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TELECOMMUNICATIONS—Accelerated Boots CEO After Rough Fourth Quarter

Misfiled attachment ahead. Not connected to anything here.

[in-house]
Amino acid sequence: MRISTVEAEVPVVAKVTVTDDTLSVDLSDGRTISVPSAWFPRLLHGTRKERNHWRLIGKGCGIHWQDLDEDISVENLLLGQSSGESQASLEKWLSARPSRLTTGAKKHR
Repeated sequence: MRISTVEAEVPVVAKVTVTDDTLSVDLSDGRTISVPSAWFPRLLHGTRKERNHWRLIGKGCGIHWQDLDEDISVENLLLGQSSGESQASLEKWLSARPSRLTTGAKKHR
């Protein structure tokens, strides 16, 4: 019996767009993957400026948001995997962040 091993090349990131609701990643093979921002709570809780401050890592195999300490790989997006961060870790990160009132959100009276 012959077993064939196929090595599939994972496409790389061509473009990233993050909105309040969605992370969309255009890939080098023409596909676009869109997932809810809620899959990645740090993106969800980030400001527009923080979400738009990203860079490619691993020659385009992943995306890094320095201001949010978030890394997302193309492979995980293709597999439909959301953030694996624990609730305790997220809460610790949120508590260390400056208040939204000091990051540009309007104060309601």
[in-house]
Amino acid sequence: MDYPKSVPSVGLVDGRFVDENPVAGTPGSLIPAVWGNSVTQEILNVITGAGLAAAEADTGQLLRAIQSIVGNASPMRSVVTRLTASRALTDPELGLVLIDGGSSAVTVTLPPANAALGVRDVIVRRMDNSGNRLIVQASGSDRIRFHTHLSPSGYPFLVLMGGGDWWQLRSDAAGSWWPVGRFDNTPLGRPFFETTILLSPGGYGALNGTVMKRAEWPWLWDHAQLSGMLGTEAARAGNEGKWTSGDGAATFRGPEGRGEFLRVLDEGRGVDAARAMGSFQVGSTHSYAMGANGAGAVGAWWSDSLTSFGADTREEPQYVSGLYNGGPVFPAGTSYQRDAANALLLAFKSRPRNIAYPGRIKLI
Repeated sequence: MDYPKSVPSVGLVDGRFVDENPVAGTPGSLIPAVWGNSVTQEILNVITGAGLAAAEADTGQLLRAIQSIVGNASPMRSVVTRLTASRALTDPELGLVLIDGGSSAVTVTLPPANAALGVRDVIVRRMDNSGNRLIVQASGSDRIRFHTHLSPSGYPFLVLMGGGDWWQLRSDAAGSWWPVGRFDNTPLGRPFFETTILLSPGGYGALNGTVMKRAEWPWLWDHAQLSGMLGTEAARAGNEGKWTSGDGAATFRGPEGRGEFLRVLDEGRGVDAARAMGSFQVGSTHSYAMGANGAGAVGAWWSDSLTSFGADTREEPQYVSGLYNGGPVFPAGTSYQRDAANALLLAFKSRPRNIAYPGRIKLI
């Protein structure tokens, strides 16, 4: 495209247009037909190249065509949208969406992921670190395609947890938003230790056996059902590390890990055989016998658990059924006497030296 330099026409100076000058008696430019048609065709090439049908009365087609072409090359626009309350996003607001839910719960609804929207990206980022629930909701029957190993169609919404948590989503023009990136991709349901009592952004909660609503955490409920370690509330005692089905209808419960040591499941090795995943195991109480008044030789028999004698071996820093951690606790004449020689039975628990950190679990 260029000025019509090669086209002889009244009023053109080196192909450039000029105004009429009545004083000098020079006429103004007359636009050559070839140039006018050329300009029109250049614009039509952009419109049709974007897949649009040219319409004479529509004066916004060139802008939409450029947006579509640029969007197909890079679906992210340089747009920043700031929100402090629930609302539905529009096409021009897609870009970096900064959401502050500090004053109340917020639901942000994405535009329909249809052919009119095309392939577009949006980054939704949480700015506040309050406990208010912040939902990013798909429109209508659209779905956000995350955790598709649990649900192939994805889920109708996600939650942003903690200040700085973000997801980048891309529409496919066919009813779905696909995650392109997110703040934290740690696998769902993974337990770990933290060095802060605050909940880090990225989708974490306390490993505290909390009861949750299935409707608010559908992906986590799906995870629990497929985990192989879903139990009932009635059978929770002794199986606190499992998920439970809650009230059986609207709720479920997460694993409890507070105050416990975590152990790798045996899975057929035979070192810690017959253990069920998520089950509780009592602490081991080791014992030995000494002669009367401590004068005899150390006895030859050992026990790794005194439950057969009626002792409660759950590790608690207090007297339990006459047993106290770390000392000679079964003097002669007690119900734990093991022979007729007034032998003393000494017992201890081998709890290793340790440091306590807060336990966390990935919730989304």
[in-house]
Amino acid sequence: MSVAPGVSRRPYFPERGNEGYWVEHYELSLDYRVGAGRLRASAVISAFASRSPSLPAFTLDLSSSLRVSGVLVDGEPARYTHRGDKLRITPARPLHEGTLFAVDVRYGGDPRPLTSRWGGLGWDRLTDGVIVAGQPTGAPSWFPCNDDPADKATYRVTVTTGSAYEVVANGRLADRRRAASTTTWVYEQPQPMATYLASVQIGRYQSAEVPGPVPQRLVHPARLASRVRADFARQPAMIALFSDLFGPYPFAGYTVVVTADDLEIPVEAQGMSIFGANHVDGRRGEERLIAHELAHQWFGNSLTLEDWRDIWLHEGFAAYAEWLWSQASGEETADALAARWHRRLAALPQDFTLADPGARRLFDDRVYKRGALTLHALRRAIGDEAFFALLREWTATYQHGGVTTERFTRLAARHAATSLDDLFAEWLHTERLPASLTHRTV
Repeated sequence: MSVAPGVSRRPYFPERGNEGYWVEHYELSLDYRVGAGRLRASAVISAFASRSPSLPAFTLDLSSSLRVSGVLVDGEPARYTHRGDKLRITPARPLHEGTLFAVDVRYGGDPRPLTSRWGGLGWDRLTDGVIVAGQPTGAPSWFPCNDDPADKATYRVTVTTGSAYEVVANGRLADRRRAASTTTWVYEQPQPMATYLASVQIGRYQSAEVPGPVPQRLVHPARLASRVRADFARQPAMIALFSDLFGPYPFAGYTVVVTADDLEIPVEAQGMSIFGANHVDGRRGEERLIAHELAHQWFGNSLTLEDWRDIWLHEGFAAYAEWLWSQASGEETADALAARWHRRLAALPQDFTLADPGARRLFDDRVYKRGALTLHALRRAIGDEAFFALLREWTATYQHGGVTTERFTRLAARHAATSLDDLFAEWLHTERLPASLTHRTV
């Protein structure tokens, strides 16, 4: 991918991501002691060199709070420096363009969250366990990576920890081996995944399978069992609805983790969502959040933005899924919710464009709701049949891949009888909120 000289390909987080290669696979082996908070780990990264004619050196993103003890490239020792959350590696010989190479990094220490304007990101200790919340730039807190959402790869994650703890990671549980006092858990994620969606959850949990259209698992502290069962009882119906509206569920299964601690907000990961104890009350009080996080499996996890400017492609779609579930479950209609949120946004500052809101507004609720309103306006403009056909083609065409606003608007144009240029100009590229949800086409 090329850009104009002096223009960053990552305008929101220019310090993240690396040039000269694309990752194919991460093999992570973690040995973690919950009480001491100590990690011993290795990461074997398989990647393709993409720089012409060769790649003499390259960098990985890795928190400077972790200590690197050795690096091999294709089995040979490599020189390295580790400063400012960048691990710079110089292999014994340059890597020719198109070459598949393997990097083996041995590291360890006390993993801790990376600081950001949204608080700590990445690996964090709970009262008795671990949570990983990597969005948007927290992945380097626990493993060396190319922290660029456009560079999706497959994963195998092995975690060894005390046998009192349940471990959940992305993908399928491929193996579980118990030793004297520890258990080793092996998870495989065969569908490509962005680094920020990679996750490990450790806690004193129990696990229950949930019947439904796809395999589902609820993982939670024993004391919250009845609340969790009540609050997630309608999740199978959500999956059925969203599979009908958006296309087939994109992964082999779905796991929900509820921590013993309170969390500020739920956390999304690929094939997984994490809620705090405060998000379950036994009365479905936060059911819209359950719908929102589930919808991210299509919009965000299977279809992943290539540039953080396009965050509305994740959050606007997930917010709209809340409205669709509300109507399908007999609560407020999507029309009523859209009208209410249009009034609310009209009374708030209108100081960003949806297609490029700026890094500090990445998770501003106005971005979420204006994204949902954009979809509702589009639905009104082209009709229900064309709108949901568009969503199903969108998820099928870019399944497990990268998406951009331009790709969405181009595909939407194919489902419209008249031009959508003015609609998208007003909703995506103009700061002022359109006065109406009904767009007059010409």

Twelve years after founding the software firm ACT Networks, Suresh Nihalani left in 1999 to establish Accelerated Networks Inc., hoping to cash in on the growing broadband market for voice and data equipment and services. Nihalani’s plans to leave ACT to take on the highly competitive market struck a chord with many on Wall Street, who watched the company’s stock grow from its initial public offering value of $15 on June 23 to $60 on June 26, before eventually topping out on July 12 at $63.50. Wall Street is still watching, but for a different reason. On Feb. 14, Accelerated Networks’ board of directors ousted its founder, chairman and CEO just two weeks after disastrous fourth-quarter figures showed a $10.2 million net loss, bringing to a close a dismal year that saw the company lose $31.7 million in 2000. The company lost $21.2 million in 1999. Just last July the company signed a marketing agreement with German conglomerate Siemens AG to resell its integrated access devices in Europe and Accelerated Networks stock reached $63. Siemens now owns 20 percent of the company stock, having funded part of its startup capital. Others with significant shares in the company are U.S. Venture Partners and New Enterprise Associates, both with 14.6 percent stakes in the company. Nihalani, who was earning $218,400 a year according to company documents, was only the latest of several top executives to leave a company that once seemed poised to take a leadership role in the fast-growing broadband industry. New York-based Internet fund manager Steve Tuen had classified the stock a “buy” just after its June IPO. But by year’s end, Tuen’s optimism had dimmed and he placed a firm “hold” recommendation on the troubled stock. Like many tech firms that saw their fortunes head south along with the Nasdaq index of top stocks, Accelerated Networks felt the pinch as its customers cut back on orders. In a company press release last month, Nihalani blamed tightening financial markets and increasing pressure on customers to reduce costs. At that time, the Moorpark-based company revised upward its loss estimates for 2000, from 14 cents a share to between 21 cents and 23 cents a share. Its already battered stock price went from $3.12 to $2 in nine days. The company’s net loss for the year was $49.2 million on $35.9 million in revenue. The company’s rapid decline was due in part to the loss of a key contract with one of its major customers, Nihalani said. Last week, company officials would not elaborate on his earlier statement or identify the major customer. According to documents filed with the Securities and Exchange Commission, CTC Communications, FirstWorld Communications and Siemens accounted for 54 percent, 20 percent and 16 percent respectively of Accelerated’s total sales in 2000. Analyst Frank McEvoy of Piper Jaffray said some of the company’s troubles stem from its narrow customer base. He said the company has struggled under Nihalani’s leadership over the past year as revenue figures declined steadily. “They felt they needed a change and they brought someone else in to take over. It’s as simple as that,” McEvoy said. “But it’s good for investors that the board of directors stepped in.” A new CEO The same day it ousted Nihalani, the Accelerated Networks board named so-called “turnaround artist” Gary J. Sbona chairman and chief executive officer. The board also ousted chief financial officer Frederic Boyer from his $151,750-a-year post and replaced him with H. Michael Hogan, formerly CFO with 3D Systems Inc. in Valencia. Company executive Benjamin DiLello was promoted to the newly-created position of vice president of worldwide sales and marketing in an effort to beef up the company’s overall sales. Sbona said new appointments are a first step in moving the company toward profitability. “Our immediate objective is to get the business into a position of financial strength on which we can effectively execute in the current market environment,” Sbona said. Accelerated makes so-called “voice gateways” that convert voice signals from broadband networks into the format recognized by phone networks. It also makes equipment to send data over broadband networks. The company, which employs 174 people, is one of several broadband equipment makers at the low end of an industry dominated by giants like Lucent Technologies, Inc. and Nortel Networks. According to Chicago-based Zacks Investment Research, Accelerated is ranked 121 of 138 companies in its industry, sales-wise. Steve Krausz, Accelerated board member and a partner of U.S. Venture Partners, which pumped $10.6 million into the company last year, thanked Nihalani for leading the company through the initial public offering period, but said the firm must now move in a different direction. Krausz said he believes the company will be able to strengthen its customer base and solidify its place in a competitive marketplace. As head of Regent Pacific Management, Sbona took over the red ink-drenched Sunnyvale tech firm, Verity, Inc., in 1998 and returned it to profitability. After its stock crashed in 1997, Sbona cut costs at Verity, increased sales and brought back employees who had left in disgust. The company eventually posted its first profit in years, going from a $16.5 million loss in 1998 to $33 million in net income. Verity’s revenue has grown from $33 million in 1998 to nearly $100 million last year. Sbona still leads Verity after signing an extension of a management contract that expires in August. Whether he can turn around Accelerated Networks is a question few are willing to answer. James P. Parmalee, an analyst with Credit Suisse First Boston, said he’s cautiously optimistic about the company’s future. Jaffray’s McEvoy has downgraded the stock from a buy in December to neutral now, reducing his price objective from $25 to $3. ACT was founded in 1987 as a manufacturer of software and hardware that later went on to make devices which carry voice traffic on Internet networks, while carrying data and video. ACT was acquired last year by telecommunications and software maker, Clarent Corp. of Redwood City, Calif.